Hamilton Herald Masthead


Front Page - Friday, April 21, 2023

Getting a new start in old career

Smedley switches focus from politics to real estate, family

After eight years on the Hamilton County Commission and a mayoral bid that ended in a loss, Sabrena Smedley says being only a Realtor again feels good.

“I didn’t realize how much politics had become a part of my life,” she says. “Focusing solely on real estate again has been fun.”

Smedley, 54, is sitting cross-legged on a backless blue sofa in the lobby of her new office on Lee Highway, her right elbow resting on a knee and her fist propping up her chin.

It’s the posture of a professional who’s engaged in a one-on-one conversation. Smedley has spent the last eight years listening to others and then projecting their voices in a public forum, and she’s not ready to relax her stance.

The color scheme in her neatly decorated office space suggests she’s open to trying, though. Calming shades of blue fill the lobby – from the throw pillows on a nearby chair, to the marbled lamp stand on the adjoining end table, to the accent rug under her shoes.

Outside, a new logo serves as a beacon to clients who are scanning Executive Business Park for her brokerage. Consisting of a pointed roof and a chimney poised above her company’s name, there’s no mistaking what Smedley sells.

“Changing my colors and refreshing my logo was exciting,” she smiles. “But I’m more eager to meet new people and strike new deals.”

Smedley never stopped selling real estate. After being elected to represent District 7 on the county commission in 2014, she continued to operate her one-woman brokerage, Sabrena Realty Associates, out of a converted East Brainerd house.

“You don’t run for county commissioner for the pay, which is nominal, you do it because you want to serve,” Smedley explains. “I had to keep doing real estate. It’s my livelihood.”

But Smedley didn’t shortchange her district because she was busy selling houses. Instead, she took phone calls from constituents, held quarterly community meetings and says she stood her ground on the issues she believed were important to her people.

“I made a few developers mad because I didn’t go along with every proposed project,” she recalls. “But I was looking at the big picture. Do we have the infrastructure to sustain this kind of development? And if you can’t in good faith say this is going to be an improvement, you can’t say yes.”

Smedley says any darts tossed in her direction bounced off.

“Putting yourself out there isn’t easy. But my mother was a single mom, and I was a single mom. I had to work hard because I didn’t have any support and make quick decisions. That toughened my skin.”

Besides, Smedley adds, pleasing everyone is impossible.

“There’s no way to line up 10 people and make them all happy, so you have to do what you think is best.”

Smedley also earned an MBA online through Bryan College during first term as commissioner, which effectively filled the few moments she would have had to herself. She chalks up her quest for more and more work during this phase in her life to being a new empty nester.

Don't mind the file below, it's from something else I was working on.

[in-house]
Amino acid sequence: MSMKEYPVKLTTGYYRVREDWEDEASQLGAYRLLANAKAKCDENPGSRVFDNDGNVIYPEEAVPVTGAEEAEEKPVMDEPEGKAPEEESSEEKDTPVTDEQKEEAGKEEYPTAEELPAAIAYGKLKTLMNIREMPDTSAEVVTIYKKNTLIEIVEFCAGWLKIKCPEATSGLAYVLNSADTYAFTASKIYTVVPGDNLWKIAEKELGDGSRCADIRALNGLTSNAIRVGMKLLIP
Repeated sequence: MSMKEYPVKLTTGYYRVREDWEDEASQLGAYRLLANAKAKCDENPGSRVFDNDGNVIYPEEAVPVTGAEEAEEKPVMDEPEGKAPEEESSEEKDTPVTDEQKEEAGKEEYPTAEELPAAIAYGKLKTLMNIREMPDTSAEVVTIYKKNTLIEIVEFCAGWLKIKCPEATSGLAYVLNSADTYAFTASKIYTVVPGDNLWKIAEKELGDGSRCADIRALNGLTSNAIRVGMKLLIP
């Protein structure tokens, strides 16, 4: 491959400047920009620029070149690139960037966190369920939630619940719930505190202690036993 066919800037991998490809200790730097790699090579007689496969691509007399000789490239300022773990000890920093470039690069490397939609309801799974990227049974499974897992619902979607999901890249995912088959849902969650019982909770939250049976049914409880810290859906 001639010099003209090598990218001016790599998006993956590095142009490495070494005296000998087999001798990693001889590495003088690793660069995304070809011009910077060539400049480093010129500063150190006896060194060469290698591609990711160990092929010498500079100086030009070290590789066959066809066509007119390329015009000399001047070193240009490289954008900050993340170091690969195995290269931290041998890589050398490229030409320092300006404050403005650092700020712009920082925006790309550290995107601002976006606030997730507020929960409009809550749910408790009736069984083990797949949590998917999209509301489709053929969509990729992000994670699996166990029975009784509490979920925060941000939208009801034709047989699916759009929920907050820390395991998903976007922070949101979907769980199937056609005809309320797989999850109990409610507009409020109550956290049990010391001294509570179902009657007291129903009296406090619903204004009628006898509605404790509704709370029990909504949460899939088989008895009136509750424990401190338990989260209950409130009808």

“All of this happened as my three kids were leaving home,” she muses. “Maybe I wanted to stay busy.”

Smedley didn’t ease off the gas during her second term on the commission. Instead, she served as its chair. In 2019, she purchased the local Pure Barre fitness franchise. She’d fallen in love with the workouts, she says, and wanted to keep the business open when the owner needed to step away.

“I bought Pure Barre three months before COVID hit,” she recalls. “Imagine owning a fitness boutique during a pandemic.”

As Smedley approached the end of her second four-year term, Hamilton County Mayor Jim Coppinger announced he wouldn’t seek reelection in 2022. Soon, a rising tide of voices began urging Smedley to run.

She says she resisted at first because she “already had enough on her plate.” But after a great deal of prayer, she relented.

“I knew where Hamilton County was strong, I knew where it was weak and I knew where improvements needed to be made. It felt like a natural progression after two terms on the commission and being chairman.”

But more than that, Smedley continues, she’s a person of faith, and after praying, she felt like God was telling her to run.

Confirmations seemed to rack up like votes in a runaway election. In addition to endorsements from the Chattanooga Times Free Press, Greater Chattanooga Realtors and local unions representing sheriff deputies, police officers and firefighters, a sea of individual voices spoke in favor of Smedley becoming mayor.

“What more could one want in a mayor of Hamilton County?” asked Larry Grohn, a former Chattanooga city council member who’s currently on the Hamilton County School, in a column published on Chattanoogan.com. “She’s proven her capabilities, set appropriate priorities, prepared herself for more responsibilities and has consistently demonstrated readiness to meet tough challenges head-on.